WASHINGTON (CN) — Attorneys fighting to save the only woman on federal death row from execution next month sued the Trump administration on Thursday after coming down with Covid-19.
Lisa Montgomery, 52, was convicted of kidnapping resulting in death in 2008. She is scheduled to die on Dec. 8 in Terre Haute, Indiana, as part of a series of executions that critics say Trump lined up to reinforce his “law and order” campaign promise. The Supreme Court rejected a request to hear her case in August.
Her long-serving attorneys, Amy Harwell and Kelley Henry, tested positive for Covid-19 this week after visiting Montgomery four times at a federal prison in Fort Worth, Texas, between Oct. 20 and Nov. 1.
Just days after conferring with their client, the lawyers lost their sense of smell and came down with other tell-tale symptoms like body aches.
Having represented Montgomery since 2012, the two women say they now face quarantine measures that will frustrate their completion of a clemency petition.
“They may not enter their offices to access their paper files in Mrs. Montgomery’s case,” says the complaint, which was filed by the firm Ungvarsky Law and by professors with the International Human Rights Clinic at Cornell Law. “They are prohibited from traveling to meet with their client and to speak to witnesses.”
Given these circumstances, Harwell and Henry say Montgomery’s execution should be put on hold “until such time that her counsel may represent her without danger to themselves or the public and that experts may conduct assessments and offer evidence in her clemency proceeding.”
They argue that Attorney General William Barr deliberately scheduled the execution during the height of the pandemic “without affording her lawyers the same degree of notice afforded to other death-sentenced prisoners.”
Experts have been unable to travel to the federal prison to provide independent assessments of the prisoner’s current mental status, according to the complaint, and attorneys have been unable to interview potential witnesses remotely “because of the sensitive nature of many of the interviews, which detail family physical and sexual abuse.”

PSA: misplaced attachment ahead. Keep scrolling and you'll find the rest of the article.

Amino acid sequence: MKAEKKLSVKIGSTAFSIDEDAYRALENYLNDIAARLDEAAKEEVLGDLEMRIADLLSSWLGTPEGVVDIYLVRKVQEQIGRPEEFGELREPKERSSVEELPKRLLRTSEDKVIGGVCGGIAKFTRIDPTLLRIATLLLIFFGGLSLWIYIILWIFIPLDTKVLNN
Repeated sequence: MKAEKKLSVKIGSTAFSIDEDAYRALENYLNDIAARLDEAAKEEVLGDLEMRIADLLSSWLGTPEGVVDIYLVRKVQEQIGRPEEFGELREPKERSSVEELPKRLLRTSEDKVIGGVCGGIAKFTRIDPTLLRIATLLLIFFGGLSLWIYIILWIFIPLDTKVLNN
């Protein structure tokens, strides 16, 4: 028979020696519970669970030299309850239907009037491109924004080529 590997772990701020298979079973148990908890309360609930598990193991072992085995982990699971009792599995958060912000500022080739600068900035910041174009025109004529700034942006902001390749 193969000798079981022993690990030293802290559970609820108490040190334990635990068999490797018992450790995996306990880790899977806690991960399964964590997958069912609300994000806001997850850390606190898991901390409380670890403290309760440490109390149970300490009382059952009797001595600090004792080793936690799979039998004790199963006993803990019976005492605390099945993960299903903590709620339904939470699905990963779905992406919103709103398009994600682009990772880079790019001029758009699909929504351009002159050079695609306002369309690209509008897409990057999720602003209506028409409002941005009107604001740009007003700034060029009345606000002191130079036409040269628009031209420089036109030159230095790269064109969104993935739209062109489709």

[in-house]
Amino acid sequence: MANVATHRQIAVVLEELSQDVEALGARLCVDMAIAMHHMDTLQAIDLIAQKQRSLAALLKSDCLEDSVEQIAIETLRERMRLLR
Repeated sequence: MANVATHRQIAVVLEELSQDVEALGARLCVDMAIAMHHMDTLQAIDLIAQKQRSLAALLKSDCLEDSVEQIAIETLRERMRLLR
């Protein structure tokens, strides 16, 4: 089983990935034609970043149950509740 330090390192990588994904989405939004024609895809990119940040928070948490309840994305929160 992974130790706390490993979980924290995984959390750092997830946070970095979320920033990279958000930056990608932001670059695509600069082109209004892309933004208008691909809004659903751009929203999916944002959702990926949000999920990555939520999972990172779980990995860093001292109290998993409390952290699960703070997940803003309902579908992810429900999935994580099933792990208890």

“Given the fragility of Mrs. Montgomery’s mental health, and counsel’s inability to visit her, counsel is unable to monitor her mental condition and provide accurate, contemporaneous information to the Defendants about a crucial aspect of her clemency campaign,” the complaint states.
As of last month, the pandemic’s toll on the U.S. prison system has included more than 168,000 confirmed cases and 1,060 deaths — the vast majority of them inmates, according to figures from the National Commission on Covid-19 and Criminal Justice.
While legal teams across the country have been instructed to stop in-person client visits, Harwell and Henry were granted an exception to visit Montgomery after her execution was set last month.
The women say they contracted the deadly disease despite having washed their hands frequently and taken other precautions such as wearing masks and maintaining social distance.
Their client is set to become only the third woman in United States history to be executed.
The first, Ethel Rosenberg, was sentenced to death by electrocution for espionage in 1953, followed by Bonnie Brown Heady’s execution by gas for kidnapping and murder that same year, according to the Federal Bureau of Prisons.
Montgomery has been imprisoned since 2004 when she strangled a pregnant woman and cut out the baby from her womb, then pretended it was her own.
More than 1,000 organizations and individuals have called on the Justice Department to grant Montgomery life imprisonment without the possibility of parole. They argue she suffers from severe mental illness and was sexually abused and trafficked as a minor.
The heads of three groups that advocate for people with serious mental illness explained in a letter to Trump on Wednesday that Montgomery was born with brain damage because her mother abused alcohol during pregnancy.
She has been diagnosed with bipolar disorder with psychosis, a severe condition that leads to mania, hallucinations and a “loss of contact with reality,” they wrote.
Four former prosecutors who brought cases for similar crimes committed by women against pregnant women also wrote to the president this week. They said such crimes are “inevitably the product of serious mental illness,” committed by women who were themselves victimized.
The Justice Department claims Montgomery's legal team has run out of avenues to appeal her conviction and sentence. But a court-ordered delay could buy her time to make a plea for clemency from President-elect Joe Biden after he takes office in January.
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